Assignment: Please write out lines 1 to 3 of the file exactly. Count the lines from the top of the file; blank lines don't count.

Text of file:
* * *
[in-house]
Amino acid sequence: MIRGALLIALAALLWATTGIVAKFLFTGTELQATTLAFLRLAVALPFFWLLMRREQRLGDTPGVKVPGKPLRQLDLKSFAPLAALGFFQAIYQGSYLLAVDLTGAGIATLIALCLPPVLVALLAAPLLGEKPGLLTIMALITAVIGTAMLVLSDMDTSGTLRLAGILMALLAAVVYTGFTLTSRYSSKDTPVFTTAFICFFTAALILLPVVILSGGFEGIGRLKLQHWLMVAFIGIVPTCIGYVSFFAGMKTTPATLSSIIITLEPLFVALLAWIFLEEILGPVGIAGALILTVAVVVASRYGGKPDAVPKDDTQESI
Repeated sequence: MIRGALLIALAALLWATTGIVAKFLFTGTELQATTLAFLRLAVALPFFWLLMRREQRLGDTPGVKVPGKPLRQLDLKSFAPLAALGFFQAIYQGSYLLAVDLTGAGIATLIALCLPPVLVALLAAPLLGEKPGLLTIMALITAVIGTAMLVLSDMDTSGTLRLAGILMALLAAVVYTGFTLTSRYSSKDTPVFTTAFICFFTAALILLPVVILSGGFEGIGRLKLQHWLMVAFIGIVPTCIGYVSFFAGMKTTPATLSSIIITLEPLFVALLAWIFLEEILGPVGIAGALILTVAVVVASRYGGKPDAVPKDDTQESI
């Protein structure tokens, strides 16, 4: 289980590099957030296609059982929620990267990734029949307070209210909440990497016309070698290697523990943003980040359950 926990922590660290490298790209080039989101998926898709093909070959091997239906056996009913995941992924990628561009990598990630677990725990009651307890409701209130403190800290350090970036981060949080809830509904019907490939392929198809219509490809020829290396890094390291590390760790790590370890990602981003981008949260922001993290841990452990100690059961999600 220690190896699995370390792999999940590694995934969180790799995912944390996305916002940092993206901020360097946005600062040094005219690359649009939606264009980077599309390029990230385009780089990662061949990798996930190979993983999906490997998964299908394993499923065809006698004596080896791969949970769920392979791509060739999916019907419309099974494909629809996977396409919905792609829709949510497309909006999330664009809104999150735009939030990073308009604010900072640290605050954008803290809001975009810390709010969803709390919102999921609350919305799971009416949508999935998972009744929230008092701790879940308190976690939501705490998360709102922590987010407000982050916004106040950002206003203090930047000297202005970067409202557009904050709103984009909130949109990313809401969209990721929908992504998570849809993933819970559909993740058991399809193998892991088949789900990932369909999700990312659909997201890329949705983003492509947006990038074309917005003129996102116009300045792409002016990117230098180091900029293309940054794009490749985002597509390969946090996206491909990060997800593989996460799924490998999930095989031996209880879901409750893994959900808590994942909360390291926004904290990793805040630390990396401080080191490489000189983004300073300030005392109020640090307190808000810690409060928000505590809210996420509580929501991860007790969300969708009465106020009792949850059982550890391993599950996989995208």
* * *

[in-house]
Amino acid sequence: MIRGALLIALAALLWATTGIVAKFLFTGTELQATTLAFLRLAVALPFFWLLMRREQRLGDTPGVKVPGKPLRQLDLKSFAPLAALGFFQAIYQGSYLLAVDLTGAGIATLIALCLPPVLVALLAAPLLGEKPGLLTIMALITAVIGTAMLVLSDMDTSGTLRLAGILMALLAAVVYTGFTLTSRYSSKDTPVFTTAFICFFTAALILLPVVILSGGFEGIGRLKLQHWLMVAFIGIVPTCIGYVSFFAGMKTTPATLSSIIITLEPLFVALLAWIFLEEILGPVGIAGALILTVAVVVASRYGGKPDAVPKDDTQESI
Repeated sequence: MIRGALLIALAALLWATTGIVAKFLFTGTELQATTLAFLRLAVALPFFWLLMRREQRLGDTPGVKVPGKPLRQLDLKSFAPLAALGFFQAIYQGSYLLAVDLTGAGIATLIALCLPPVLVALLAAPLLGEKPGLLTIMALITAVIGTAMLVLSDMDTSGTLRLAGILMALLAAVVYTGFTLTSRYSSKDTPVFTTAFICFFTAALILLPVVILSGGFEGIGRLKLQHWLMVAFIGIVPTCIGYVSFFAGMKTTPATLSSIIITLEPLFVALLAWIFLEEILGPVGIAGALILTVAVVVASRYGGKPDAVPKDDTQESI